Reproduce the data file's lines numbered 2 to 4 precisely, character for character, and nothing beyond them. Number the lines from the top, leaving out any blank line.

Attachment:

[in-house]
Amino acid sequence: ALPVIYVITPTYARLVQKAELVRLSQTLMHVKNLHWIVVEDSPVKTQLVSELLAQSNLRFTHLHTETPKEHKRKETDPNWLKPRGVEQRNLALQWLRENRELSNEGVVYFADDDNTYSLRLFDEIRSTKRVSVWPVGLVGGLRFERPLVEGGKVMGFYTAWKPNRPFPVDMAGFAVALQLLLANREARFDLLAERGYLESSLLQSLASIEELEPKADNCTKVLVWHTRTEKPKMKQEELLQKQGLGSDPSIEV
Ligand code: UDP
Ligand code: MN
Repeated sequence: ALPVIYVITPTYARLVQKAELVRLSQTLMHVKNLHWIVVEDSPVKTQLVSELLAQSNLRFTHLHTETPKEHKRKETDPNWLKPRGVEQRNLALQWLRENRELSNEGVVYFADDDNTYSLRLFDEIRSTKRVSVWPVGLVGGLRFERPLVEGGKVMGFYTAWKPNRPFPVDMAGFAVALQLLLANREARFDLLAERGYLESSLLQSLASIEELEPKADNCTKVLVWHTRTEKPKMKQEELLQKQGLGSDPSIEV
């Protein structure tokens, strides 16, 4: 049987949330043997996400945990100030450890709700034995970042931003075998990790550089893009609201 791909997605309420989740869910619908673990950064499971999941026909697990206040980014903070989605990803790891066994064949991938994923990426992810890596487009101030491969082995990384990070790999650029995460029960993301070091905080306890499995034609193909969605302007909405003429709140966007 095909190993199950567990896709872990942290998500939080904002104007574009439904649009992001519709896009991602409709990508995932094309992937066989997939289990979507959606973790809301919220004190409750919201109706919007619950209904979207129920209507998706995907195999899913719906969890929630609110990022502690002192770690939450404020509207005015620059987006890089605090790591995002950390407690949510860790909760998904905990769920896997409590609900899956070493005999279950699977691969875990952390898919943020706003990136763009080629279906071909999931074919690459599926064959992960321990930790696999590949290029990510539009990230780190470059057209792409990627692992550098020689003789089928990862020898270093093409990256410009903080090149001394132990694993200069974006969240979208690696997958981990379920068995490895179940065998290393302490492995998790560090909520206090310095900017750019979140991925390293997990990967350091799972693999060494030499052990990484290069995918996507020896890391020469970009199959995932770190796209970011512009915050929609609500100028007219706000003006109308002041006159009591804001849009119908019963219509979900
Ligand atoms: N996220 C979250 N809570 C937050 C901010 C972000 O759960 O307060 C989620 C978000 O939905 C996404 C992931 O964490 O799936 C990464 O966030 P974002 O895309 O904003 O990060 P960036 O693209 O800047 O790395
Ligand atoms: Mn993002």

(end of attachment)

Amino acid sequence: ALPVIYVITPTYARLVQKAELVRLSQTLMHVKNLHWIVVEDSPVKTQLVSELLAQSNLRFTHLHTETPKEHKRKETDPNWLKPRGVEQRNLALQWLRENRELSNEGVVYFADDDNTYSLRLFDEIRSTKRVSVWPVGLVGGLRFERPLVEGGKVMGFYTAWKPNRPFPVDMAGFAVALQLLLANREARFDLLAERGYLESSLLQSLASIEELEPKADNCTKVLVWHTRTEKPKMKQEELLQKQGLGSDPSIEV
Ligand code: UDP
Ligand code: MN